In his testimony before a House of Representatives subcommittee, Chief Counsel for the HHS-OIG Lewis Morris expressed the Federal Government’s frustration with repeat offenders and indicated a new strategy for fighting fraud and abuse among health care enterprises:
“We are concerned that the providers that engage in health care fraud may consider civil penalties and criminal fines a cost of doing business. . . . One way to address this problem is to attempt to alter the cost-benefit calculus of the corporate executives who run these companies. By excluding the individuals who are responsible for the fraud, either directly or because of their positions of responsibility in the company that engaged in fraud, we can influence corporate behavior without putting patient access to care at risk.
HHS, the Justice Department, and the Food and Drug Administration have been independently shifting their target to individual executives in health care fraud investigations and prosecutions. Executives at drug companies, medical device companies, nursing homes, and other health care groups now have more to worry about than the hefty fines their companies are forced to pay; these executives could face criminal charges even if they were not involved in the scheme and exclusion from the Federal programs.
Morris continued, saying that “when there is evidence that an executive knew or should have known of the underlying misconduct of the organization, OIG will operate with a presumption in favor of exclusion of that executive.” To be sure, exclusion from the federal programs is a career ender, as the enterprise would no longer be able to bill the federal programs with the excluded executive at the helm. The authority the OIG points to for this power is under section 1128(b) of the Social Security Act, which allows OIG to hold responsible individuals accountable for the misconduct of their organization. It is only recently, however, that OIG has been focusing on using this power on the top executives of these organizations. It used to be that only executives who had been charged and entered pleas were excluded. Last year, however, the inspector general excluded the owner/executive of drug manufacturer Ethex Corporation even though the Justice Department did not charge him.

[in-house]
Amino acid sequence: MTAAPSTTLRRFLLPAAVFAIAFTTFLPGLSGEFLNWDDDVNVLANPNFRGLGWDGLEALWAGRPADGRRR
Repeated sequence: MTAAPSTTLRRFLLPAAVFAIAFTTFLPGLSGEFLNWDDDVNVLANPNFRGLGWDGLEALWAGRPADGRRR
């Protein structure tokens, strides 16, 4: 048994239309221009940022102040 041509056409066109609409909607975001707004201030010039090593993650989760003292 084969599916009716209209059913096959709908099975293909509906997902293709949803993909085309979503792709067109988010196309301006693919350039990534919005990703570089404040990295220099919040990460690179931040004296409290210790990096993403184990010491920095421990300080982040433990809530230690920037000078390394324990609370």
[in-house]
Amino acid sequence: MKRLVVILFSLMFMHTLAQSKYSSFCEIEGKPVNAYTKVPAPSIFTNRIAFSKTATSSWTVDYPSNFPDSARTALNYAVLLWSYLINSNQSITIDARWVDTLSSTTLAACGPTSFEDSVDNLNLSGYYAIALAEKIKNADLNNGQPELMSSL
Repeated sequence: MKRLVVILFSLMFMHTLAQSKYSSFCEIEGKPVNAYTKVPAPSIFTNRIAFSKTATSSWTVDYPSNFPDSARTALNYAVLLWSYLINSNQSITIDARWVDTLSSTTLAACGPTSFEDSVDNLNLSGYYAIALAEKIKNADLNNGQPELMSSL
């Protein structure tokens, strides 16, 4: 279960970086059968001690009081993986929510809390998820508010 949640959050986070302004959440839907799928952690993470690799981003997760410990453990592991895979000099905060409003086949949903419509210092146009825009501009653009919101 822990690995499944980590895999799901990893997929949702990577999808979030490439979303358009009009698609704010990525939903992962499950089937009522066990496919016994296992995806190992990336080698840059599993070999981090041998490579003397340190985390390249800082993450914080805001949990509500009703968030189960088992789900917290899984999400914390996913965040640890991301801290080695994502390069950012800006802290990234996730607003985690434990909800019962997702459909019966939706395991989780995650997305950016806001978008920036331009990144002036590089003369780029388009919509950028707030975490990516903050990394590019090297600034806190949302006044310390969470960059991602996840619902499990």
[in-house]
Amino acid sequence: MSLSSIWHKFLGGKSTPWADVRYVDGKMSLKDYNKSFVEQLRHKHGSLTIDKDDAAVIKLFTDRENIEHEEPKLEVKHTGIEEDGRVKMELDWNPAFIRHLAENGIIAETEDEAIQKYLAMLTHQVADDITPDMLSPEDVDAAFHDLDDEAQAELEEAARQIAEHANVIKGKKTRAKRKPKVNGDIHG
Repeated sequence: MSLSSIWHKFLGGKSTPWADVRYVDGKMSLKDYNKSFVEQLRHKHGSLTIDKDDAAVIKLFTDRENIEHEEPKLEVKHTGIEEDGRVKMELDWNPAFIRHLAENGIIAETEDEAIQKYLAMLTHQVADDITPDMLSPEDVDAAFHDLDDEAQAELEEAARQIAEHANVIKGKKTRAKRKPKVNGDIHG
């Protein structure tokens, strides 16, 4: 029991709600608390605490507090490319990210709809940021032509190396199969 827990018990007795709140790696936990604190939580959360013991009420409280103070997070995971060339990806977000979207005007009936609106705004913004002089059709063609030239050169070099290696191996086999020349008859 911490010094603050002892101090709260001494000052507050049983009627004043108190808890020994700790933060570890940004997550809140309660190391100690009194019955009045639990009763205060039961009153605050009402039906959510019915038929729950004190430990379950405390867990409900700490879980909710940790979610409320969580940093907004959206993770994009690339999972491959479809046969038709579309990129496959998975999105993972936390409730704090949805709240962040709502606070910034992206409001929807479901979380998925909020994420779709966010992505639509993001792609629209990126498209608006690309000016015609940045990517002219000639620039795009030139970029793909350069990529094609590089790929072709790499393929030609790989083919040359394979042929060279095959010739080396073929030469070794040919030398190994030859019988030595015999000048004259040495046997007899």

But this theory was recently tested and HHS retreated. Howard Solomon, chief executive of drug company Forest Laboratories, received notice from HHS-OIG that he would be excluded from the Federal programs. Solomon received the letter because a Forest subsidiary pleaded guilty to marketing violations in 2010 and agreed to a $313 million settlement, but Solomon was not personally charged and there was never any alleged wrongdoing on his part. According to a press release from Forest, the “only basis given in the letter notifying Mr. Solomon of the potential action is that he is ‘associated with’ Forest.” Ultimately, after protest from the business community, HHS retreated from its exclusion letter.
Despite HHS backing down against Solomon and Forest, the climate of investigations and prosecutions against executives is still heating up. As Morris said in a May Associated Press interview, “[t]he behavior of a company starts at the top.” In the ever growing culture of compliance coming out of Washington, it is more important than ever for executives to become involved in their organization’s ongoing compliance efforts, and to hold subordinates accountable for running a compliant organization.